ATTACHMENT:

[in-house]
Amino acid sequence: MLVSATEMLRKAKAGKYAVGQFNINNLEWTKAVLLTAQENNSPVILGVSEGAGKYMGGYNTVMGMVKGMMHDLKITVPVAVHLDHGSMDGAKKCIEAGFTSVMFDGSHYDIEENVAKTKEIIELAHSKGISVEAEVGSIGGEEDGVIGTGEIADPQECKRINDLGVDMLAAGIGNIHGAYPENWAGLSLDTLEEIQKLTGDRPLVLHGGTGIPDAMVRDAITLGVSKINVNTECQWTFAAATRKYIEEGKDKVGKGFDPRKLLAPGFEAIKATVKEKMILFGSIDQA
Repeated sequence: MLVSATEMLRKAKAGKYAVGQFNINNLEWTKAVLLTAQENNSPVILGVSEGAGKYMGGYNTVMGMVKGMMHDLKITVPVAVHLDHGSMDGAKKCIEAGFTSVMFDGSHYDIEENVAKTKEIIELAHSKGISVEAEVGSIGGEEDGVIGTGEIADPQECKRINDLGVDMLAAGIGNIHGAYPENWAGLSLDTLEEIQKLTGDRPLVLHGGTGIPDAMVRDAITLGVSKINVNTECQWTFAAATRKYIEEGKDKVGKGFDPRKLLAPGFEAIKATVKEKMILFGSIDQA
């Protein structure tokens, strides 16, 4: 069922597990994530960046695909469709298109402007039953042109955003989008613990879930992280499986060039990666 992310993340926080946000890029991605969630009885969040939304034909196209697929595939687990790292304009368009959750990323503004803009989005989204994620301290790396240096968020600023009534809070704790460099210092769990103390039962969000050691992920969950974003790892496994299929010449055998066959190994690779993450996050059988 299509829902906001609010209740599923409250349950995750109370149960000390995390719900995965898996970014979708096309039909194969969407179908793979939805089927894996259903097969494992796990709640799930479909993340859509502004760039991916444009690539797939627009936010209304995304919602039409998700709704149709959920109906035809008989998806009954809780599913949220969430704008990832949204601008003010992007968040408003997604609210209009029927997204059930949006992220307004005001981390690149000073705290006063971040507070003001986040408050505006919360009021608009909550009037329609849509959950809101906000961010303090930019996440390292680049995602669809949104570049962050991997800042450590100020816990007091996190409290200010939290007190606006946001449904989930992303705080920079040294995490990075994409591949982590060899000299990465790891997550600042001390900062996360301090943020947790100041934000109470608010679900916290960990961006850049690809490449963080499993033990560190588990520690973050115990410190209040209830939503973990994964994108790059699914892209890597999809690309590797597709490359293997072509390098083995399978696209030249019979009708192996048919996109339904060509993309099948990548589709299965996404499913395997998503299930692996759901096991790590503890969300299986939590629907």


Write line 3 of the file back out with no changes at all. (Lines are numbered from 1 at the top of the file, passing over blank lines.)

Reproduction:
Repeated sequence: MLVSATEMLRKAKAGKYAVGQFNINNLEWTKAVLLTAQENNSPVILGVSEGAGKYMGGYNTVMGMVKGMMHDLKITVPVAVHLDHGSMDGAKKCIEAGFTSVMFDGSHYDIEENVAKTKEIIELAHSKGISVEAEVGSIGGEEDGVIGTGEIADPQECKRINDLGVDMLAAGIGNIHGAYPENWAGLSLDTLEEIQKLTGDRPLVLHGGTGIPDAMVRDAITLGVSKINVNTECQWTFAAATRKYIEEGKDKVGKGFDPRKLLAPGFEAIKATVKEKMILFGSIDQA